New York’s Clean Energy Standard
On August 1, the Governor’s Office announced that the New York State Public Service Commission (PSC) approved New York’s most far reaching clean energy mandate.
The Clean Energy Standard is aimed at fighting climate change, reducing air pollution and diversifying the energy supply. The standard seeks to force reductions in fossil fuel use by mandating that an increased percentage of the State’s energy come from “clean” energy sources.
Specifically, the standard will require that 50% of the State’s electricity come from renewable energy sources such as wind and solar by 2030, starting with an intense phase-in over the next few years. At the outset, utilities will be required to obtain and procure new renewable power sources starting with 26.31% of the State’s electricity load in 2017, increasing to 30.54% of the State’s total in 2021. Under the standard, the 50% renewable mandate by 2030 is aimed at reducing greenhouse gas emissions by 40% (from 1990 levels) and up to 80% by 2050.
The standard is to be implemented by requiring utilities to obtain a targeted number of Renewable Energy Credits each year. The credits will in turn be paid to developers of renewable energy to assist in financing renewable energy projects.
Among other steps, the PSC is to work with NYS Energy Research and Development Agency on a variety of matters, including: creating a NY-certified clean electric product that can be labeled and sold; maximizing energy efficiency and renewable heating and cooling technologies; and developing a report on offshore wind energy. The Clean Energy Standard will be subject to reviews every three years.
Interestingly, the standard relies on nuclear power plants to achieve the goals. As early as April 2017, the standard requires all State investor-owned and energy suppliers to purchase Zero Emission Credits to pay for the carbon-free emissions from NY’s nuclear plants. This is aimed at supporting upstate nuclear plants. Almost one-third of the State’s power comes from nuclear plants. The plants are financially stressed due to historic low natural gas prices, subsidies to renewable energy sources, mandates for wind and solar capacity and stagnant growth in power demand.
Apparently, the State has judged that the long-term questions posed by nuclear power opponents regarding storage and disposal of nuclear fuel waste are outweighed by the carbon free emissions from the plants and need for generating capacity. The Nuclear Energy Institute has lauded the standard saying “Gov. Cuomo and the Public Service Commission correctly acknowledge nuclear power plants as indispensable sources of emissions-free power, meriting explicit valuation by the state as a clean energy source. Other states should strongly consider emulating New York’s new energy standard.”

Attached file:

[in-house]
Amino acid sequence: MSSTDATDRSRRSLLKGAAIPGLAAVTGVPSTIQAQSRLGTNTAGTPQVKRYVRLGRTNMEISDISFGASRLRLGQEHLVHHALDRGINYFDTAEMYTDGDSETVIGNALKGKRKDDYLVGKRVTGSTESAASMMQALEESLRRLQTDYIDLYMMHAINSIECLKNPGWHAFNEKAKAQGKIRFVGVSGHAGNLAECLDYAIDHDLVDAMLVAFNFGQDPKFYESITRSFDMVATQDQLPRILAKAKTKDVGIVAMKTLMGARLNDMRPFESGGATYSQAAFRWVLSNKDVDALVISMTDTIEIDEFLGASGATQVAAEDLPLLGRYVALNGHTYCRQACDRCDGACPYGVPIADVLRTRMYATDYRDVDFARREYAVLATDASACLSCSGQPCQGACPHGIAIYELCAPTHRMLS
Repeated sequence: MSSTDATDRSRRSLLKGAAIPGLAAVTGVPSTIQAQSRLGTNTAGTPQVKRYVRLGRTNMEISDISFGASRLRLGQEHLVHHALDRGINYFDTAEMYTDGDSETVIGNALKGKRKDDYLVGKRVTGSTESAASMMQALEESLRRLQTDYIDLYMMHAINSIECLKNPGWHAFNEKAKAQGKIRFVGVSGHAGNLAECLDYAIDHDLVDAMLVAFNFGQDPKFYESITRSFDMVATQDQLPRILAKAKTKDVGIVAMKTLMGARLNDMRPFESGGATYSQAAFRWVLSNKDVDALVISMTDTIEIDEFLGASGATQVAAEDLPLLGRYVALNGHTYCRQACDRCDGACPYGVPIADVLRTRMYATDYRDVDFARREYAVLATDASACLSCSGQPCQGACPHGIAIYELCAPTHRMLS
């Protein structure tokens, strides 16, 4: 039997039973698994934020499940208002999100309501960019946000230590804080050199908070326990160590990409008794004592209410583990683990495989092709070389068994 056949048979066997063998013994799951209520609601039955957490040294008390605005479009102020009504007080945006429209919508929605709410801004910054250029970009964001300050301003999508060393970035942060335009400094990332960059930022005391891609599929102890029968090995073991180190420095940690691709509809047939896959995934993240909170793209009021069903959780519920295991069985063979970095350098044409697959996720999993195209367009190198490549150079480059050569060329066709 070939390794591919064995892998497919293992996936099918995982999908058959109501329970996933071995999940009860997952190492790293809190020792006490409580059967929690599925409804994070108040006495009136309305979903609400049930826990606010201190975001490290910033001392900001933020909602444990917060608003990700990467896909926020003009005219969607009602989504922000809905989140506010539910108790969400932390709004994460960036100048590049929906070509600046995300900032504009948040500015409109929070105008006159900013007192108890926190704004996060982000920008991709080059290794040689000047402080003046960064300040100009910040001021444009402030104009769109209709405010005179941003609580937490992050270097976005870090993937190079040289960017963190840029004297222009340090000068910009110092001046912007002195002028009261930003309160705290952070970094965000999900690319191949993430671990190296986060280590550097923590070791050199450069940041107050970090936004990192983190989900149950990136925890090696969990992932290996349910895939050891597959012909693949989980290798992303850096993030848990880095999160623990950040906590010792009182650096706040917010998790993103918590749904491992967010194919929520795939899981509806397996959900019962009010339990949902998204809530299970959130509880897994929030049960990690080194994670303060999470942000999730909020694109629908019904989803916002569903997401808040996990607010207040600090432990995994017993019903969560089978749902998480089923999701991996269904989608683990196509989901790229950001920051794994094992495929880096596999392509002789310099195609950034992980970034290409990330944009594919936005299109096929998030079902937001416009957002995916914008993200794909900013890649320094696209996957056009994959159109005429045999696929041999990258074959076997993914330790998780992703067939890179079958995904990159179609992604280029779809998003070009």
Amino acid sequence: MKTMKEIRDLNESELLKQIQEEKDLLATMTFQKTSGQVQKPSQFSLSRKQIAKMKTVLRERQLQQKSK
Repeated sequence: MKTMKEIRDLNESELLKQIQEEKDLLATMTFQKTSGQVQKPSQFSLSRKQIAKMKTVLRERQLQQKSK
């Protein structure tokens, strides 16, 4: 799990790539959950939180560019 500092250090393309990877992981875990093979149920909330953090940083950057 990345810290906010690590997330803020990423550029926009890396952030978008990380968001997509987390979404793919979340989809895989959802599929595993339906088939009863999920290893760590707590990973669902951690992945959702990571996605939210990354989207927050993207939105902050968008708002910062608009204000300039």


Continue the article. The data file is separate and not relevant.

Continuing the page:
The costs of the Clean Energy Standard for business and consumers are expected to be significant. PSC has suggested that the costs are likely to exceed $3 billion over the next 14 years. Additionally, the cost per megawatt-hour is expected to be higher than the nuclear subsidies that are part of the standard. As anticipated, PSC and green groups praised the standard and argue that the costs will be outweighed by anticipated benefits through reduction of greenhouse gas emissions and expansion of the renewable power supply.
A comparison of statements following announcement of the standard is instructive. The Chair of Energy and Finance for NY, Richard Kauffman, stated that “[u] nder Governor Cuomo’s leadership, New York State has started a clean energy revolution and today is just the latest step in our path to a cleaner energy future. The Clean Energy Standard aligns with the Governor’s directive to phase out coal power by 2020 and affirms New York’s position as a leader in combating climate change.” In sharp contrast, the New York Business Counsel has stated that “[w]ith today’s action, it is clear the Public Service Commission has failed to properly evaluate the significant costs associated with the Clean Energy Standard. This failure will cost New York State businesses billions of dollars and put current and future New York manufacturing jobs, and jobs in other energy-intensive sectors, in mortal danger.”
While increasing renewable energy may be a worthwhile goal, doing so in a command and control fashion under the Clean Energy Standard without a clear understanding of costs, economic impact and benefit, has the potential for significant consequences to all New York businesses and consumers.
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